Did you know that an 18-hole round of golf can burn nearly 2,000 calories? That’s because walking around the course equates to about 5 miles, and if you carry your own clubs, you’re burning even more because of the resistance. If it’s a hot day and you’d prefer to stick to a cart or a caddy, you’re still burning nearly 1,300. In other words, learn how to play golf! It’s good for your health.
Of course, a lot of golfers spend most of their time on the green frustrated about their swing or their putting performance. The trick is not to over-analyze every little detail of the game, though of course that’s easier said than done. But it also helps to know what not to do when you’re getting ready for your first drive. That’s why we’ve compiled this list of three driving myths to help you face the facts.
Myth #1: “Keep your head down.”
The Misnomer: It’s important to keep your head locked into position so you can keep an eye on the ball at all times. This helps your eyes coordinate with your arms and shoulders, meaning when you follow through on the swing, you’ll always make contact and send the ball where you want it to go.
The Real Deal: By focusing too much on your head’s position, you’re actually taking away the concentration on other crucial things — namely, the fluid motion of your body during its swing. When you don’t allow your head to move naturally, you’re actually slashing your chances of contact because you’re stifling your body’s full range of motion. And when you’re trying to play golf, that’s never a good idea.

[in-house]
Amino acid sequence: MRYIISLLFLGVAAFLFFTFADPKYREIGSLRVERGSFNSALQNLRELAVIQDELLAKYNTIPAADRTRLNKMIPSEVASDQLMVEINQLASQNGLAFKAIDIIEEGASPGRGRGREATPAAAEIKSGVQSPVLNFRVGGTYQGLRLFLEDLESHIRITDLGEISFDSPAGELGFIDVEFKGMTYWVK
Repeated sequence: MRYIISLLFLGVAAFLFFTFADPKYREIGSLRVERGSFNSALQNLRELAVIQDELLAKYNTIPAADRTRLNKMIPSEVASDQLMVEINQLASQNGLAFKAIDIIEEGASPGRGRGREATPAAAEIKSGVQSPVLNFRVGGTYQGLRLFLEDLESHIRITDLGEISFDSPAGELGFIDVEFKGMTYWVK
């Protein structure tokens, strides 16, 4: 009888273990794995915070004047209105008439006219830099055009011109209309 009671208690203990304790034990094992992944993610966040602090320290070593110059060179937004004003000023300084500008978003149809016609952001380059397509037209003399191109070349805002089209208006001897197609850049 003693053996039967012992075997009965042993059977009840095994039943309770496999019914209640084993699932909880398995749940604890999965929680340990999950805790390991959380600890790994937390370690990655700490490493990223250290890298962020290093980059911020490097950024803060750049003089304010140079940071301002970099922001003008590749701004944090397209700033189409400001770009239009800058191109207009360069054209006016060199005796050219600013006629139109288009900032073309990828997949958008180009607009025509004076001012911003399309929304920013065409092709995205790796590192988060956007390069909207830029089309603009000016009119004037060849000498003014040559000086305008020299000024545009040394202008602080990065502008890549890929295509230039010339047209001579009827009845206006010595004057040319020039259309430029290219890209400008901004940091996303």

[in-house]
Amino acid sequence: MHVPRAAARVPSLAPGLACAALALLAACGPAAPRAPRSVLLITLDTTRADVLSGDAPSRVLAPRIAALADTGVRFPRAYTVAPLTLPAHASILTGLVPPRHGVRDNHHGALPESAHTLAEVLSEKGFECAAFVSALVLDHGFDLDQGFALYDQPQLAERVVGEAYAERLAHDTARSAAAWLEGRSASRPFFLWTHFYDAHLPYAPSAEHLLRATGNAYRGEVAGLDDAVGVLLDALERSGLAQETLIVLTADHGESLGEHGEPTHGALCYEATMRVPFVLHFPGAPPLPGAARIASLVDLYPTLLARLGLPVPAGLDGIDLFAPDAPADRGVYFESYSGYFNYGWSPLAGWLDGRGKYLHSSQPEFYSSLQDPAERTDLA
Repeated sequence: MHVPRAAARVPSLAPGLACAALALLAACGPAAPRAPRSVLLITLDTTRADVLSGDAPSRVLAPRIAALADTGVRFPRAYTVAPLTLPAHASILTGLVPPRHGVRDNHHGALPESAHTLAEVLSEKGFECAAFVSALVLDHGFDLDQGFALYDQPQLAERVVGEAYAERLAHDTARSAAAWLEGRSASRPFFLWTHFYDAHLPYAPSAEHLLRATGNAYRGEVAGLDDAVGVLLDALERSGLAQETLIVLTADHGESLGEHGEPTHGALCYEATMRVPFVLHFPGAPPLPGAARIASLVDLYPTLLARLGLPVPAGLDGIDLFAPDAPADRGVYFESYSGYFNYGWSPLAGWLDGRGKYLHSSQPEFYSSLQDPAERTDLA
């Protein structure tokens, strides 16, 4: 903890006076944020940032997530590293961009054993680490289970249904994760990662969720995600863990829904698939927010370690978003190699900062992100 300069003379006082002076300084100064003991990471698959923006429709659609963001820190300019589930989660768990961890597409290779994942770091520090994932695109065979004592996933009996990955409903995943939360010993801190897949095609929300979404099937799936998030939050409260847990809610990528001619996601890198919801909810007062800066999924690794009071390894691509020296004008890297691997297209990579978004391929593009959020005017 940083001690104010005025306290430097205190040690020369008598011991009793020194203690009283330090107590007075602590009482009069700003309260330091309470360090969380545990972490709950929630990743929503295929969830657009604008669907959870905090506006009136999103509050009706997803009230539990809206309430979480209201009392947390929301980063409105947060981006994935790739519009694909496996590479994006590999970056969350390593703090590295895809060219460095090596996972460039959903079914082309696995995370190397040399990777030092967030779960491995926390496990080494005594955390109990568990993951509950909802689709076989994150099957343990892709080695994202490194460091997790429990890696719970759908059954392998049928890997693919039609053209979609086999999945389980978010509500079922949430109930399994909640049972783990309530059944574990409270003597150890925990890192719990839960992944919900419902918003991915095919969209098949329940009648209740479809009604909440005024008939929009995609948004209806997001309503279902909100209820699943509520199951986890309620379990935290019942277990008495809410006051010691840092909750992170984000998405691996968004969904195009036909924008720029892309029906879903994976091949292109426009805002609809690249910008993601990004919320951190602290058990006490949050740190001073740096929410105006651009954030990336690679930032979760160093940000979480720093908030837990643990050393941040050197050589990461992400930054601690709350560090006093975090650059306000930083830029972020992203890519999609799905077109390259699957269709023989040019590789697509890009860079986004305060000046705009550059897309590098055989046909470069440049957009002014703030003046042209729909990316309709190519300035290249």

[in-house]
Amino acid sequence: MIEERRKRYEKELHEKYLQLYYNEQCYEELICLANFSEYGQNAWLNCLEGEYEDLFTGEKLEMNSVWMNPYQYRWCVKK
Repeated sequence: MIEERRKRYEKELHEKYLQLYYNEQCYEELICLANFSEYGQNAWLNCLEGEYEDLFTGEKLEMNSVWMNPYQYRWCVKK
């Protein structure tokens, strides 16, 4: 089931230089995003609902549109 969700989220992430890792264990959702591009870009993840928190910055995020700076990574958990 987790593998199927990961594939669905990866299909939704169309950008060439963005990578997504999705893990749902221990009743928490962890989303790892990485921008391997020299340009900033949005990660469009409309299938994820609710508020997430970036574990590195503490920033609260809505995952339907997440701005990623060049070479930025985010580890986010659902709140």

Myth #2: “Swing harder for more power.”
The Misnomer: You see this all the time when you set up at a new driving green: golfers who mistook “solid contact” for “complete annihilation.” It’s an easy trap to fall into, of course — you notice you’re swinging too slowly so you overcompensate by swinging harder but not necessarily faster.
The Real Deal: Ask any professional, the key is just making contact, not crushing the ball with everything you’ve got. If you’re trying to hit as far as you can by winding up further to get more power, you’re actually throwing off your body’s natural rhythm and therefore, the entire swing in general.
Myth #3: “Your left arm should be straight.”
The Misnomer: Certain pros have played their best golf games ever by keeping their left arms locked in place during their swings. While this might work for them — and for countless others at public golf tournaments and local golf club events across the nation — it might not work for everyone. The left-arm lock is a preference, not a rule.
The Real Deal: It’s a bit like the fixed-head problem we mentioned above. Plenty of golfers over-think their swings, causing them to lose focus and ultimately shank or slice their drives and chips. In order to find your swing, spend some serious time practicing and getting comfortable in your own skin. Try to make it as natural as taking a step or paddling into water.
For more times on how to play golf like a pro, talk to an actual pro. He or she might just have a few secret tips to show you.